Upon realizing that she wasn’t my teacher, I released myself on the couch. Giggling.  Yet my heart was beating so fast. It must have been the adrenaline rush from that roughly 15-second awkward pointing and staring at each other. I let myself wallow in embarrassment after. Yet and yet, I regret nothing.

When we were about to leave the fast food, another familiar face showed up. It was my brother’s best friend at med school. She has often visited our house during fiestas or whenever she and my brother had something to work on. She was simply, one acquaintance that I get to see every other time fate permits us.

And the last familiar faces during that day were the faces of my best friends. That Sunday marked our last chance to hang out this sembreak. I would often feel happy during these dates however with this one, I felt the seep of depression while we were walking in some unfamiliar place with a lot of unfamiliar faces around us. As we talked about our commonly repeated conversations about anything under the sun, I cannot help but miss them. I’m missing them when they are not around and I’m missing them when we are together. The familiar faces that I have considered closer to me more than the other friendships I’ve established are already growing old. Perhaps the depression that sank deep inside of me that time wasn’t really about sadness. It was more of fear.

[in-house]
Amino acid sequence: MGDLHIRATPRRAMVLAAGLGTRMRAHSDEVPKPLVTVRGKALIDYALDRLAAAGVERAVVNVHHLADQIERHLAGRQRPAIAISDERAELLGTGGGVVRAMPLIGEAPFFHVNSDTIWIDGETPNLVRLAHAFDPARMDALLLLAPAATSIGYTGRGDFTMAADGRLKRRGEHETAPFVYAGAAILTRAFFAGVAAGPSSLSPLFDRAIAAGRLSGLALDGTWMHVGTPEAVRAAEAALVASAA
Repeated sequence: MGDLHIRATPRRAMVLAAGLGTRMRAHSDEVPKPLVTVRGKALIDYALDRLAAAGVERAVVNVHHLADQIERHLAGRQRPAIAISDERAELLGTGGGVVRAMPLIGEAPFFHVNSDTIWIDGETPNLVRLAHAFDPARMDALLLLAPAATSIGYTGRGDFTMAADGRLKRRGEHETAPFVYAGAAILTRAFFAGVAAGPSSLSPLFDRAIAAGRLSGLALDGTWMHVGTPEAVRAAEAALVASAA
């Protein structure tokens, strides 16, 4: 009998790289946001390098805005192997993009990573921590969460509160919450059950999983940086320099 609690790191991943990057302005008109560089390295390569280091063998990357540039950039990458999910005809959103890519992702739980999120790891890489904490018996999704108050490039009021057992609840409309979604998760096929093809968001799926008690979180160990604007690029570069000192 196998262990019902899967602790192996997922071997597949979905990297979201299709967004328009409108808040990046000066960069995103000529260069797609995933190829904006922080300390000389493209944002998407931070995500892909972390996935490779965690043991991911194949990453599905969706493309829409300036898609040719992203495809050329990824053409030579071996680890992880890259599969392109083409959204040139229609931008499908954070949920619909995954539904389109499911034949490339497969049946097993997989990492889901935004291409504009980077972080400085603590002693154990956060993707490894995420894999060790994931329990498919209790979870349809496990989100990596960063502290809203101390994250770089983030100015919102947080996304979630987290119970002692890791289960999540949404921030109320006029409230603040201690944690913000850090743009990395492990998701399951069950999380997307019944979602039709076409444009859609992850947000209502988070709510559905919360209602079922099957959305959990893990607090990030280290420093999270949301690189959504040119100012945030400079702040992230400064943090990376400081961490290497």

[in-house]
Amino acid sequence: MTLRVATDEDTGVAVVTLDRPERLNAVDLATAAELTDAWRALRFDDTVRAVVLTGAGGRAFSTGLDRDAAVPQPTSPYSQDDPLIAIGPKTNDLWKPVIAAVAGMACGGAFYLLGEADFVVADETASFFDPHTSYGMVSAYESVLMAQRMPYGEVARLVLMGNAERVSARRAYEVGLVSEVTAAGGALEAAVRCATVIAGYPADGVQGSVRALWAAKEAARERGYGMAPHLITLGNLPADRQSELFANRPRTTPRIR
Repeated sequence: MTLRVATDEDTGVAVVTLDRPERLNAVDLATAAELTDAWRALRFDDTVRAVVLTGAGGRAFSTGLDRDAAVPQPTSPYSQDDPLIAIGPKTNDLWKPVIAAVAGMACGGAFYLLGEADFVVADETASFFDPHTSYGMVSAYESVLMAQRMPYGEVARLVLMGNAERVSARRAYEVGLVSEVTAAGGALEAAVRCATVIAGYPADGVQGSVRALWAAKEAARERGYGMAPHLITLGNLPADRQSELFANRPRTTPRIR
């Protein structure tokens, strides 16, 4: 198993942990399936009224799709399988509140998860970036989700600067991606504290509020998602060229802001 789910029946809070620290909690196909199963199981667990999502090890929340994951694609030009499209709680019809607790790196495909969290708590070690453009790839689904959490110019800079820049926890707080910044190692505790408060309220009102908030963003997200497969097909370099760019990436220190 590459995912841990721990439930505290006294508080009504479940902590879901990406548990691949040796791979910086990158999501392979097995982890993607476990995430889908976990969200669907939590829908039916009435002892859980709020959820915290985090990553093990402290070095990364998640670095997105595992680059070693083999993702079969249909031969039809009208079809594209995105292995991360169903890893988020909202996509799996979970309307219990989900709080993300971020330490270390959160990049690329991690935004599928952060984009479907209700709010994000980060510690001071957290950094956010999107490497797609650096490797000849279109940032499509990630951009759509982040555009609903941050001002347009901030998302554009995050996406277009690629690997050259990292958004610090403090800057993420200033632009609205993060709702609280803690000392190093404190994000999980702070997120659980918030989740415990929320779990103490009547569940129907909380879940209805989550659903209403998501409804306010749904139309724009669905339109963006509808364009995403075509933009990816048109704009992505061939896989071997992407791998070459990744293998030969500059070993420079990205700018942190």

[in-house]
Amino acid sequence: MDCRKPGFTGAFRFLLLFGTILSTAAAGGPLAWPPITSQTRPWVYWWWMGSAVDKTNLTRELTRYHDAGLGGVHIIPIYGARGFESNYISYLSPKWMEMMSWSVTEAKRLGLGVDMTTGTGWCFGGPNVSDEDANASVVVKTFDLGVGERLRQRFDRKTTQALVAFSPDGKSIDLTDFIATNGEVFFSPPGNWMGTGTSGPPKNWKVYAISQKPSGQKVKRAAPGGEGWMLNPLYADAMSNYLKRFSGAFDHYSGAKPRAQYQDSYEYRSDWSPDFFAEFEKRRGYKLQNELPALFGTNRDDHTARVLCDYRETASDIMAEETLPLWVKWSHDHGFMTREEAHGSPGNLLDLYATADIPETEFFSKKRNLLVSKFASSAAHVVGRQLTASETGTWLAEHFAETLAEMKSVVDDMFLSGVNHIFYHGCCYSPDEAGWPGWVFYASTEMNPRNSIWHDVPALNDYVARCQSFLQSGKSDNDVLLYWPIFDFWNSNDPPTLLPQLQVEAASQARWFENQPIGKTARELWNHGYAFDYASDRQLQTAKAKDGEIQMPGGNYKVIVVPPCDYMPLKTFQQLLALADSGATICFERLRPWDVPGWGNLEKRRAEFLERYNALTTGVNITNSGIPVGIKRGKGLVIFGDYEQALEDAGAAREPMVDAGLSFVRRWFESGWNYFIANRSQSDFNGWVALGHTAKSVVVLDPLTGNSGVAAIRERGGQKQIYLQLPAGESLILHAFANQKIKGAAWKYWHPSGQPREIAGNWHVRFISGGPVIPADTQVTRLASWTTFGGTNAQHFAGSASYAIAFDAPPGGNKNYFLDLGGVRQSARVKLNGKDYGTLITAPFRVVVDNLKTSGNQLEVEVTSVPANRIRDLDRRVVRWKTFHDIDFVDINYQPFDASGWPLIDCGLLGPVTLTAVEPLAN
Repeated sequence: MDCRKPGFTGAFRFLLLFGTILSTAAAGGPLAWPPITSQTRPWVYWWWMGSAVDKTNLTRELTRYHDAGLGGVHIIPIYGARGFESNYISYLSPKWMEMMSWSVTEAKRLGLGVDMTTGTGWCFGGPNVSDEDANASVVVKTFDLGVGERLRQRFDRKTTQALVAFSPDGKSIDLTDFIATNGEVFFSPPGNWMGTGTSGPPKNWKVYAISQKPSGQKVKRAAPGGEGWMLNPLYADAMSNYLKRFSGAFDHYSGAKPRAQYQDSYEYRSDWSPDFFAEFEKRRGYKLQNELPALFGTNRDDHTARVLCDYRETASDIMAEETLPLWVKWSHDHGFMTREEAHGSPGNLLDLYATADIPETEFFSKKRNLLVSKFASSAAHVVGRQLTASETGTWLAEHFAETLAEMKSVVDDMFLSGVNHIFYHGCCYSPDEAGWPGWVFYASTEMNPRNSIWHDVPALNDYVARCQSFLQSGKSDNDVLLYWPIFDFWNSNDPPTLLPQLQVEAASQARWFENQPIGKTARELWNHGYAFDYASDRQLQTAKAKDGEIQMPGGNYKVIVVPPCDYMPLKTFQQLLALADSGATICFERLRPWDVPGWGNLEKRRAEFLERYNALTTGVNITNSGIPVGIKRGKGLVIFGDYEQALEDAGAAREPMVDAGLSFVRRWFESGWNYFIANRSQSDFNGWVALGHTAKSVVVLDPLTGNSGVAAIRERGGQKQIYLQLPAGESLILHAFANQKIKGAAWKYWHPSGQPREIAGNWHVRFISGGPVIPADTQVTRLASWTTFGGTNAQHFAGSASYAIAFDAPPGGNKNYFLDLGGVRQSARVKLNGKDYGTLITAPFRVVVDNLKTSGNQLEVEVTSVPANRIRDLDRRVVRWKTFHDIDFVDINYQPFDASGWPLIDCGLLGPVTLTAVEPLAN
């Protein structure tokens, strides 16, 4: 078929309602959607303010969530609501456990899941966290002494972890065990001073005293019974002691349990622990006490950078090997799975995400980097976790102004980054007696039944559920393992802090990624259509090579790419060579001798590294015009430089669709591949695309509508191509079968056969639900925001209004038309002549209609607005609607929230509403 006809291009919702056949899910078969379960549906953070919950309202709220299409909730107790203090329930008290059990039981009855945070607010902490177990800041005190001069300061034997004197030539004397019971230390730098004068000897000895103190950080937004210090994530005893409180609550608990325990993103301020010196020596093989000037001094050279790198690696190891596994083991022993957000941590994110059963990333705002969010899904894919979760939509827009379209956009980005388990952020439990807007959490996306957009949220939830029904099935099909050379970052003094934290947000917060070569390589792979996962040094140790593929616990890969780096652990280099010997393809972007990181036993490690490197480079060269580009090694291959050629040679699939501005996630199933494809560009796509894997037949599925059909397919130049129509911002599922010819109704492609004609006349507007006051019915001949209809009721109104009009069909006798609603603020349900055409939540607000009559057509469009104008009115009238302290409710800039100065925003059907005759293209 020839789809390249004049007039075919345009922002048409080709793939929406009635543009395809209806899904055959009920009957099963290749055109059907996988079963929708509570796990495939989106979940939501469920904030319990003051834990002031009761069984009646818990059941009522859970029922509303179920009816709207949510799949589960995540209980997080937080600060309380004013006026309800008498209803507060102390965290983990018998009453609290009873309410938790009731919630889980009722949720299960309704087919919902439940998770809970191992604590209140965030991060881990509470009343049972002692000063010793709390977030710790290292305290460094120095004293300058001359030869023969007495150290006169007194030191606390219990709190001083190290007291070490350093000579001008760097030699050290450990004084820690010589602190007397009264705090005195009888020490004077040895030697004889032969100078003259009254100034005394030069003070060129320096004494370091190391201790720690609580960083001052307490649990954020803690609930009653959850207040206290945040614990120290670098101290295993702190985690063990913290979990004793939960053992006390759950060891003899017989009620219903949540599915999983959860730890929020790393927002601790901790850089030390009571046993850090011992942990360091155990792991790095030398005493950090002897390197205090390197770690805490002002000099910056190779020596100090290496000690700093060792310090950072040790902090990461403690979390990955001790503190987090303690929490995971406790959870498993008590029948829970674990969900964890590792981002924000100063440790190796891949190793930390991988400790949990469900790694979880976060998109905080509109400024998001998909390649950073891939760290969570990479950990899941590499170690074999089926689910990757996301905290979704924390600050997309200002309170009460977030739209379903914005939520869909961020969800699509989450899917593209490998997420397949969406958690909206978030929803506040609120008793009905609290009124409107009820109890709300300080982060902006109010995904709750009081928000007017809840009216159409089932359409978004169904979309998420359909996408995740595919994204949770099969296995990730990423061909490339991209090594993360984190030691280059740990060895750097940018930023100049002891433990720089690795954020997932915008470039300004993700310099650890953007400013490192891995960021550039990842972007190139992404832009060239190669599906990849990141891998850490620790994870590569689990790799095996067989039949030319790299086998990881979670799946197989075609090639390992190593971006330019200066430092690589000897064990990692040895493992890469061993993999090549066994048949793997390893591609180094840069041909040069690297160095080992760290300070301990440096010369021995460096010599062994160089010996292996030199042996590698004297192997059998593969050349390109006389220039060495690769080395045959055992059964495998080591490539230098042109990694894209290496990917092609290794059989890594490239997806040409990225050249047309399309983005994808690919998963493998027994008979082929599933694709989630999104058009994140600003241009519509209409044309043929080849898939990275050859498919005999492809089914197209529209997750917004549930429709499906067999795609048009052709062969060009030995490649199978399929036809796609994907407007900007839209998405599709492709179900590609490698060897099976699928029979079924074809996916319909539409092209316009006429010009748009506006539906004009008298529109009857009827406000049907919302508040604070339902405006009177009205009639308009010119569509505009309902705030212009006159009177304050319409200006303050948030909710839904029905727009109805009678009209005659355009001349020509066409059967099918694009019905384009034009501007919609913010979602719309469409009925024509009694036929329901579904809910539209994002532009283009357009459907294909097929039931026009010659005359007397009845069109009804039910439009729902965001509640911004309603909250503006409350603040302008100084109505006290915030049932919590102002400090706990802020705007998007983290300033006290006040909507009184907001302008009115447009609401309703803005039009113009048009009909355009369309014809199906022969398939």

I am pretty much afraid of  the time that they’ll be merely familiar faces to me someday, too. Because at this time when everything seems to be moving at a fast pace, you’ll easily be left behind once you keep on remembering. The past is something to be visited just once in a while, not something that you should worship. 

I am pretty much confident that what we have is something that will last. With the bizarre of crazy things that have happened during the time that we were apart, we are still able to catch up with each other’s lives as if nothing ever happened in between the time we left each other and the time we were back together. The same laughter, smiles, and voices were still there only with older faces carrying them. 

And that was the last time we were complete so far. Of course I’m looking forward to the next time we’ll be complete again. And that is on Christmas break- roughly one month away. 

And so it is that Sundays are lazy days and familiar faces are faces of once loved, still loving or will always be loved people.